Appears in the Proceedings of the 33? Annual International Symposium on Microarchitecture
The Impact of Delay on the Design of Branch Predictors
Daniel A. Jim? nez e Stephen W. Keckler Calvin Lin Department of Computer Sciences The University of Texas at Austin Austin, TX 78712 djimenez,skeckler,lin @cs.utexas.edu
Modern microprocessors employ increasingly complicated branch predictors to achieve instruction fetch bandwidth that is suf?cient for wide out-of-order execution cores. While existing predictors can still be accessed in a single clock cycle, recent studies show that slower wires and faster clock rates will require multi-cycle access times to large on-chip structures, such as branch prediction tables. Thus, future branch predictors must consider not only area and accuracy, but also delay. This paper explores these tradeoffs in designing branch predictors and shows that increased accuracy alone cannot overcome the penalties in delay that arise with larger predictor structures. We evaluate three schemes for accommodating delay: a caching approach, an overriding approach, and a cascading lookahead approach. While we use a common branch predictor, gshare, as the prediction component, these schemes can be constructed using most types of predictors.
today’s 180 nanometer technology, the curve drops off at 1KB where the PHT requires two cycles to access, and IPC drops signi?cantly at 32KB where delay becomes three cycles. This problem will be exacerbated by the smaller process technologies of the future, as shown by the curve for 100nm technology, which drops to 3 cycles 8KB.
Instructions per Cycle
Single-Cycle Access Access Time in 180nm Access Time in 100nm
Table Capacity (Kilobytes)
Accurate branch prediction is essential to sustaining high IPC in pipelined microprocessors. Until now, the huge body of branch prediction research has focused on only two dimensions of the problem—area and accuracy—and has found that larger hardware budgets yield higher accuracy for two reasons: They allow longer history lengths, and they reduce aliasing, which occurs when two unrelated branches destructively share the same hardware branch prediction resources. Indeed, much of the recent work has focused on methods for reducing aliasing [19, 13, 12, 21, 5]. With growing chip capacities, the focus of the research community on area and accuracy has led to large elaborate predictors, some of which require 16K to 64K byte structures . Recent studies, however, have shown that as feature sizes shrink, larger wire delays and smaller clock cycles will lead to multi-cycle access to large on-chip structures . Thus, future branch predictors will need to consider a third dimension: delay. Figure 1 illustrates the problem of ignoring delay. Using an idealized delay of one cycle to access the pattern history table (PHT), the gshare predictor  sees improved IPC—due to improved prediction accuracy—as the size of the PHT is increased. By contrast, with an aggressive clock frequency (2GHz) and a realistic delay model for 1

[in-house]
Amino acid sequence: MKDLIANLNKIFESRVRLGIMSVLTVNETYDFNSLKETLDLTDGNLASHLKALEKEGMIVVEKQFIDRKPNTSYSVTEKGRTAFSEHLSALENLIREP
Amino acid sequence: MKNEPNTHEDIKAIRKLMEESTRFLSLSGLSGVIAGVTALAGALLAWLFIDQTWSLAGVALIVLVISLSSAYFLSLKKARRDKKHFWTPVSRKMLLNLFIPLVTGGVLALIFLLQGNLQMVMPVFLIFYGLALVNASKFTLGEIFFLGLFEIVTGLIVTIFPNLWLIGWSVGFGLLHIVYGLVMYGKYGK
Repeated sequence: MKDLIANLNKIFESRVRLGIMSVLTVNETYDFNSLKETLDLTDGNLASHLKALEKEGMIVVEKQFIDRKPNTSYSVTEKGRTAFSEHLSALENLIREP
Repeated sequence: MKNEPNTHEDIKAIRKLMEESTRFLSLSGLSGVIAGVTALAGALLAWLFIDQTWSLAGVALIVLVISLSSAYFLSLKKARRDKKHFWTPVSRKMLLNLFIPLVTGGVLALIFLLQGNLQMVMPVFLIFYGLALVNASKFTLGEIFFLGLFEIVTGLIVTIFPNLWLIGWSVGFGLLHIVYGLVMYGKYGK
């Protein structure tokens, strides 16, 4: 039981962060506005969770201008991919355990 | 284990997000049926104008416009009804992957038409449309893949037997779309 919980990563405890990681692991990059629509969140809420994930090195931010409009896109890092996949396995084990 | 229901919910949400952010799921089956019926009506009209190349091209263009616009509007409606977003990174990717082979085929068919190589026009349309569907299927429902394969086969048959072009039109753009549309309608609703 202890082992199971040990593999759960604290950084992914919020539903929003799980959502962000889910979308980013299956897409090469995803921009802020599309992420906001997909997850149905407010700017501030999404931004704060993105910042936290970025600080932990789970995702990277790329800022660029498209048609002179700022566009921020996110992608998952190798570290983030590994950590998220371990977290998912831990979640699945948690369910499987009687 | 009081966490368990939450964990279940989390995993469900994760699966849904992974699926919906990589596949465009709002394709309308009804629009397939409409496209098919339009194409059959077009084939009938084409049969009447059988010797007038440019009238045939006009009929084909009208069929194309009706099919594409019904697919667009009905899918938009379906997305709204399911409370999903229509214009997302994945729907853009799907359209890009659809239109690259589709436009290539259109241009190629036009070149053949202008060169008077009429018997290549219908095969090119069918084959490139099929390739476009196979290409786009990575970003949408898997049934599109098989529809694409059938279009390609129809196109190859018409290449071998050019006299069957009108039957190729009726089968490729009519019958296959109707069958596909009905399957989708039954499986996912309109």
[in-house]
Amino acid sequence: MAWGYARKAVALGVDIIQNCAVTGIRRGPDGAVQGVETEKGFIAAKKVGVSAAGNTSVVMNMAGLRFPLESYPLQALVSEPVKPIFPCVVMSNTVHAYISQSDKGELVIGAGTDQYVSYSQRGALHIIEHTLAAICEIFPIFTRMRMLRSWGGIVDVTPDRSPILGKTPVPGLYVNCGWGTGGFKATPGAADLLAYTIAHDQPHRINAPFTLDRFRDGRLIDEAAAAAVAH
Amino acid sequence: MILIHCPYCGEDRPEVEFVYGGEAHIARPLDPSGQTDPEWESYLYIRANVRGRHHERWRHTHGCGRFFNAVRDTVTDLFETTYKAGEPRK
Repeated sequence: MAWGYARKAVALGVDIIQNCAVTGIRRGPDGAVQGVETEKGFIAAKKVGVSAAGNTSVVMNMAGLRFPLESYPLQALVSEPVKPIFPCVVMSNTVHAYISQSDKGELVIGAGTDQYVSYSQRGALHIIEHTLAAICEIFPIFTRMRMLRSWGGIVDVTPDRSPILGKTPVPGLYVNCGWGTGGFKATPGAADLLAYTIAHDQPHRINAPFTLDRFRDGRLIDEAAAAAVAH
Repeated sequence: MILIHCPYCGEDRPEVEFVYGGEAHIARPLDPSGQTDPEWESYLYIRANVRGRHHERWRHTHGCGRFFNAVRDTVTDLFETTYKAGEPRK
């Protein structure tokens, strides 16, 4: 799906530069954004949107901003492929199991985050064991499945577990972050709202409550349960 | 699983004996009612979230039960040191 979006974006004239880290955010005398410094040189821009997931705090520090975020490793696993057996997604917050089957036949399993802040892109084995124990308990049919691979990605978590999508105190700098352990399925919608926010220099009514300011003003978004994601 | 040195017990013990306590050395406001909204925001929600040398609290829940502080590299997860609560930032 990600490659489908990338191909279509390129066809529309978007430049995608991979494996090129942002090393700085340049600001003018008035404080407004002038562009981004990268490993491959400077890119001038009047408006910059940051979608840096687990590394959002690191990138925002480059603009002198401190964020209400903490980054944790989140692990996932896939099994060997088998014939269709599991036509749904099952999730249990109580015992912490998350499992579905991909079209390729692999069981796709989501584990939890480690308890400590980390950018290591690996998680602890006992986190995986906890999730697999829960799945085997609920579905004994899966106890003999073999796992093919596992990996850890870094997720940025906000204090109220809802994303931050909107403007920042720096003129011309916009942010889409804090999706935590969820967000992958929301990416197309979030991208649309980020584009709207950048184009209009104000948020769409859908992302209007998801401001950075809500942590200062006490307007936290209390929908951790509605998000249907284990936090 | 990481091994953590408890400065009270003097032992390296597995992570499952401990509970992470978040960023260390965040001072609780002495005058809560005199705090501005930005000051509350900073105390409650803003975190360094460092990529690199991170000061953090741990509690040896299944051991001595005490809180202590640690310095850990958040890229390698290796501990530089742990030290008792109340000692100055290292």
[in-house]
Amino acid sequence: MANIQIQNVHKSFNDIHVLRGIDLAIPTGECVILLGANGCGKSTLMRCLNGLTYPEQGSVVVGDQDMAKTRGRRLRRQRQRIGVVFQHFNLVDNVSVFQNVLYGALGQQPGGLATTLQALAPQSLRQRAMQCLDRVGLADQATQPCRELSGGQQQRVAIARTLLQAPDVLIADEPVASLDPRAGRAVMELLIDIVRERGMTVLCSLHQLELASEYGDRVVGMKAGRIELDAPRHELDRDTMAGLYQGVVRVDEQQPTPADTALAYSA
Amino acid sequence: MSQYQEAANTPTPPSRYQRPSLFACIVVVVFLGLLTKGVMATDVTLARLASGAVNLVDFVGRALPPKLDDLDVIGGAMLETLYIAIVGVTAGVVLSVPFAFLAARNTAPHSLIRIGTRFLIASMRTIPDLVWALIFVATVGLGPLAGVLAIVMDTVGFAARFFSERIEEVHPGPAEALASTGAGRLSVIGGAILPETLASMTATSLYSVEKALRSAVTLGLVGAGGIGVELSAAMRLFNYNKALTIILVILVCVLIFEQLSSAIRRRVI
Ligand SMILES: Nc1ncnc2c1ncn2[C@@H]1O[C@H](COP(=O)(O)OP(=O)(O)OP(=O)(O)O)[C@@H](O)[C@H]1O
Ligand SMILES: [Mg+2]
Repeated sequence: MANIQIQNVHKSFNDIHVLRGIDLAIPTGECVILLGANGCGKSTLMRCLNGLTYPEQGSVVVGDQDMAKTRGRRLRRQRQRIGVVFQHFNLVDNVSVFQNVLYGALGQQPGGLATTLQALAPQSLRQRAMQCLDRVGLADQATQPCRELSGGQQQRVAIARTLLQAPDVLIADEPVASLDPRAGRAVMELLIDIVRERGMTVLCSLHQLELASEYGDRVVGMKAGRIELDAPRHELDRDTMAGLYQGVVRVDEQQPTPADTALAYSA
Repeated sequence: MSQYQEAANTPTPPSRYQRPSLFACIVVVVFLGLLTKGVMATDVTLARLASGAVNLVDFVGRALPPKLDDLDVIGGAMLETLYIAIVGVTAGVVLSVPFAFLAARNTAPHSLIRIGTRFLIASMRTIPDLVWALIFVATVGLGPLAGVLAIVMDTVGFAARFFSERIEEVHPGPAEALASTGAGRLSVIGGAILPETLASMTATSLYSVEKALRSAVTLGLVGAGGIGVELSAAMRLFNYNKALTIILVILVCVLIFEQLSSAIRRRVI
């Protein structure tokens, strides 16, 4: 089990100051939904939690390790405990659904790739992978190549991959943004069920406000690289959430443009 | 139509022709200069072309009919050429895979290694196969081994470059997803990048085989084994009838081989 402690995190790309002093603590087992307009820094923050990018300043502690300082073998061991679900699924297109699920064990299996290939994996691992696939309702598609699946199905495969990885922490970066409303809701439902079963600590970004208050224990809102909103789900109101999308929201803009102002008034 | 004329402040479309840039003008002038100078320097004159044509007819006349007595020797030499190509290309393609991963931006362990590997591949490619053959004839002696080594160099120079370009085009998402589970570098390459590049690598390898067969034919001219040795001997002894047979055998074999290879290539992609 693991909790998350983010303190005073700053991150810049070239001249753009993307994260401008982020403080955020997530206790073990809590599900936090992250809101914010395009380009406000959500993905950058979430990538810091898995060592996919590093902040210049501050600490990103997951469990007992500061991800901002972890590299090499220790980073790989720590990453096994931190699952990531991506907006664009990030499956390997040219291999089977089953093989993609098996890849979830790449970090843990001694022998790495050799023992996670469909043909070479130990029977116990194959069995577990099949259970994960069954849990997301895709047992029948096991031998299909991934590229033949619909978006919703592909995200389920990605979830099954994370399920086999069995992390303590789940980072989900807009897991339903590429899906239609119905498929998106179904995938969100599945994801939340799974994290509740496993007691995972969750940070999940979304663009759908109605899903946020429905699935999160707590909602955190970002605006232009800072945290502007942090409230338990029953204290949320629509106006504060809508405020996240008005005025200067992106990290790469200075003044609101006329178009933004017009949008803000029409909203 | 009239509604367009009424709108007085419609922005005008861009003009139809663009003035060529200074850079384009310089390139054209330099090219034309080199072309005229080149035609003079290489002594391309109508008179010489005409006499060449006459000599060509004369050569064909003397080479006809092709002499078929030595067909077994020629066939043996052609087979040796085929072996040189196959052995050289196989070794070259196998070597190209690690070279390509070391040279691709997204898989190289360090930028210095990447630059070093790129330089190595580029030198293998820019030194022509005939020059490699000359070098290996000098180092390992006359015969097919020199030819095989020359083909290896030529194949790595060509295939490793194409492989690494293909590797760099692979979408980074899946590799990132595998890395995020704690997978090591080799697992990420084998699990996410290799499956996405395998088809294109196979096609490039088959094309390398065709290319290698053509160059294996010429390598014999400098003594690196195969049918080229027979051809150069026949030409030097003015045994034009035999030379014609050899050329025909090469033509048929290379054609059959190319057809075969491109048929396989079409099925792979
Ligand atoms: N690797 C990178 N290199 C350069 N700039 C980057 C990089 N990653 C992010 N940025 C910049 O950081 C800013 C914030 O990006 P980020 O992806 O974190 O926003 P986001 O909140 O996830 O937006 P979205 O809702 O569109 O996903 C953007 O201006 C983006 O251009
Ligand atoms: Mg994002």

Figure 1: Instruction Throughput versus Capacity for the gshare predictor. Using idealized single-cycle access, IPC (and prediction accuracy) increases with increasing pattern history table capacity. Using realistic delay models, IPC drops when the delay is 2 cycles, and falls precipitously when the delay is 3 cycles. This paper explores the tradeoffs in delay, area, and accuracy for the design of future branch predictors. We examine three approaches for dealing with delay in future process technologies: a two level caching scheme, an overriding scheme that allows a ?rst prediction to be overturned by a more accurate second prediction, and a cascading lookahead scheme that exploits the time between branches to start reading prediction tables. Each approach can be implemented with almost any twolevel branch predictor as components. We use gshare as the basic prediction component because it is well-understood and often used as a standard for comparison. To calibrate our results with existing technology, we also simulate a hybrid predictor similar to that found in the Alpha 21264  mi-
? ? ? ?
croprocessor, and we show how this hybrid predictor scales to future technologies. This paper makes the following contributions. We show that delay in the predictor signi?cantly erodes performance, so future branch prediction work must consider delay in their designs. We show that increasing delay to improve accuracy is never a good tradeoff. We show that there are approaches to branch prediction that can effectively use large structures with multi-cycle access times. We show that the overriding approach performs best and can improve IPC by 10% over gshare in 35nm technology at an aggressive clock rate.
Single-Issue Inorder Gshare 4-Way OoO Hybrid 4-Way OoO Gshare
85 1 2 4 8 16 32 64 128
Table Capacity (Kilobytes)
This paper is organized as follows. Section 2 describes related work. Section 3 discusses the technological challenges that branch predictors face. Section 4 describes three approaches to dealing with multi-cycle delay, and Section 5 presents experimental results.